At resignation, how final wages are calculated matters

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Ask the Job Doc. –

Q: I just quit a job and received my final paycheck and noticed it was a lot less than expected. I was owed one week of work pay and pay for six vacation days that I earned but did not take. When I reached out to the company to ask, they informed me they prorated my final check and are calculating it by taking my bi-monthly salary and dividing it into how many total days in my final pay period. I tried to explain to them that I believe it should not be the total calendar days in the pay period (15), but how many working days (11) as this is a salaried position, 40 hours, Monday-Friday job and I did not work seven days a week. They also used this calculation to get the day rate to pay my vacation day payout.


The way they calculated it seems to artificially lower my daily rate, but they claim this is how their payroll company has always treated salaried employees and have so for many years. They claim to not understand what I’m talking about when I politely explain the error.

Is this normal for companies to calculate prorated salary and vacation time in Massachusetts? What should I do?


A: You have raised a good question, which we have responded to before in our column.  Unfortunately this same issue pops up again and again!

It sounds like your employer is miscalculating your final pay as well as your final vacation pay.  The result is an underpayment to you.

I contacted Attorney Valerie Samuels, a partner in the employment law practice with Posternak Blankstein & Lund in Boston.  Samuels explains: “Assuming you are an exempt employee paid on a weekly salary, and that your salary typically covers a five-day work week (even if you sometimes work more or less), you should have been paid for 11 days.  Accrued vacation time is also considered wages under Massachusetts law. The correct calculation would be to divide your weekly salary by five (based on a five-day work week), in order to determine your daily pay rate, then multiply that amount by eleven. You should have been paid that amount minus normal tax witholdings on the next regular payroll.  If you had been terminated, and not resigned, your employer would be required to pay you immediately upon termination.”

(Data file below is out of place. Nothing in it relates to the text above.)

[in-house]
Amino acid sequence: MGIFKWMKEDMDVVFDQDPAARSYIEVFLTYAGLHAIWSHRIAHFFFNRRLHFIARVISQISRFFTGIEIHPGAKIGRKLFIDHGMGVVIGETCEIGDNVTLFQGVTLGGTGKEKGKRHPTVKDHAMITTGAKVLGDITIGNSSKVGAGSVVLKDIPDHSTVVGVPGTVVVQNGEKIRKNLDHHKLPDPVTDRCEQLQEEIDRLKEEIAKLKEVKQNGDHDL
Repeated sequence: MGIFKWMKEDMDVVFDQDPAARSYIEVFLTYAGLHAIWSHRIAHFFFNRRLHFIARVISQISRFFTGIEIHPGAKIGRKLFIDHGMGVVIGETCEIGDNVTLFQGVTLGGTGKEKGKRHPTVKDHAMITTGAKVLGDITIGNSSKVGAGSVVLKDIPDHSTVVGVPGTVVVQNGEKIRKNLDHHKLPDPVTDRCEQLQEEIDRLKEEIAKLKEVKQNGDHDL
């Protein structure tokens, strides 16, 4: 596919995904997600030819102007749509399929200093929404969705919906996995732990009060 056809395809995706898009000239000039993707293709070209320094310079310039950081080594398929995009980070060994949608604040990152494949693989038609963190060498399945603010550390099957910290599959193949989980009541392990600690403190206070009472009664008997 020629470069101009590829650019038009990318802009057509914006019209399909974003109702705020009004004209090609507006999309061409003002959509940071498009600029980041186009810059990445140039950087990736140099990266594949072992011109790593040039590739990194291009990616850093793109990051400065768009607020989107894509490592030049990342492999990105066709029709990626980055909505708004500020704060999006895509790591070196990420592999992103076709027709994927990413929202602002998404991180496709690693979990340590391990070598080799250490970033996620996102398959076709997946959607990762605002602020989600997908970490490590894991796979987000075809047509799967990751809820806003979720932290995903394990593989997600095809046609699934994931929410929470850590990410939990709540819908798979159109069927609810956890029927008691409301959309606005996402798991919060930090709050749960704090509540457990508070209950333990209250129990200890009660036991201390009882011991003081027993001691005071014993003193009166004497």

Samuels said that you may collect mandatory treble damages under the Massachusetts Wage law if you are not paid in full by the first regular payroll after your resignation. You may also receive payment for any attorney fees you incur in collecting the money.  Another option, and it may be an easier alternative would be to file a wage complaint with the Massachusetts Attorney General. This can be done online and without an attorney.  The Attorney General’s office will help you recover the proper amount due to you, but probably not treble damages.

A third option is to share this blog post with your former employer and give them the opportunity to make it right before you take further steps!   They need to begin calculating these wage payouts correctly.

It does not matter whether this error was intentional or not.  Employees have the right to prompt payment of wages owed to them.


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